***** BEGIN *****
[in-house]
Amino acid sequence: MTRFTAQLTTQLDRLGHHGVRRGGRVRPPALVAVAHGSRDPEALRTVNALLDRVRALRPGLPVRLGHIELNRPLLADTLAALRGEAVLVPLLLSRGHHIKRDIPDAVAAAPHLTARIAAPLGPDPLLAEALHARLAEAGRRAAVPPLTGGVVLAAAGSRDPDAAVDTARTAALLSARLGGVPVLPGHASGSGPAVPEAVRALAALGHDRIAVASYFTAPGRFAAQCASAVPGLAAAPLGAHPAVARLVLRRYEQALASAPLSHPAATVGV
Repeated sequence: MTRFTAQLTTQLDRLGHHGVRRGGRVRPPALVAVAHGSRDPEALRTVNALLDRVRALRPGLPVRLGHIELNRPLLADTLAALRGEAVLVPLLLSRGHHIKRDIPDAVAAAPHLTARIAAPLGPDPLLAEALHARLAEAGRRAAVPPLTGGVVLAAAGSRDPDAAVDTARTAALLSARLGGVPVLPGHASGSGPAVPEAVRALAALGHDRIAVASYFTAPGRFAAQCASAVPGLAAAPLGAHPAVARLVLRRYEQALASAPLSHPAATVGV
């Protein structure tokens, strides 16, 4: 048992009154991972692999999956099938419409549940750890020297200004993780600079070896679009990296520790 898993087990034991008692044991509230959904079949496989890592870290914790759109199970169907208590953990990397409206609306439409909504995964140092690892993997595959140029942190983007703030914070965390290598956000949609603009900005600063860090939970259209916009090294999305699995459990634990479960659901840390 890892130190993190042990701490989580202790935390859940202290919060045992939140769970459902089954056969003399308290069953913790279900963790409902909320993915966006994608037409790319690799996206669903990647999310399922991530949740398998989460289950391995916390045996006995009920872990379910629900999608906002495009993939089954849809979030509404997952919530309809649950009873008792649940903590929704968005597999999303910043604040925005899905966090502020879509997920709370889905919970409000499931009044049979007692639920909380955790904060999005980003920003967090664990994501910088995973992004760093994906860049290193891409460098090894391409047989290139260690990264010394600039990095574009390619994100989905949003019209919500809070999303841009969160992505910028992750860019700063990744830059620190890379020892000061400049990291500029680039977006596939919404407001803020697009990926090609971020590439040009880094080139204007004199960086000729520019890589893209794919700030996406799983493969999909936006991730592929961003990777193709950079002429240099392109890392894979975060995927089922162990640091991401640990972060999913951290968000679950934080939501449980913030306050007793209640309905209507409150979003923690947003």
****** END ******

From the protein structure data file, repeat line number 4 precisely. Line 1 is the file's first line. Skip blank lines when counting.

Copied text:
């Protein structure tokens, strides 16, 4: 048992009154991972692999999956099938419409549940750890020297200004993780600079070896679009990296520790 898993087990034991008692044991509230959904079949496989890592870290914790759109199970169907208590953990990397409206609306439409909504995964140092690892993997595959140029942190983007703030914070965390290598956000949609603009900005600063860090939970259209916009090294999305699995459990634990479960659901840390 890892130190993190042990701490989580202790935390859940202290919060045992939140769970459902089954056969003399308290069953913790279900963790409902909320993915966006994608037409790319690799996206669903990647999310399922991530949740398998989460289950391995916390045996006995009920872990379910629900999608906002495009993939089954849809979030509404997952919530309809649950009873008792649940903590929704968005597999999303910043604040925005899905966090502020879509997920709370889905919970409000499931009044049979007692639920909380955790904060999005980003920003967090664990994501910088995973992004760093994906860049290193891409460098090894391409047989290139260690990264010394600039990095574009390619994100989905949003019209919500809070999303841009969160992505910028992750860019700063990744830059620190890379020892000061400049990291500029680039977006596939919404407001803020697009990926090609971020590439040009880094080139204007004199960086000729520019890589893209794919700030996406799983493969999909936006991730592929961003990777193709950079002429240099392109890392894979975060995927089922162990640091991401640990972060999913951290968000679950934080939501449980913030306050007793209640309905209507409150979003923690947003």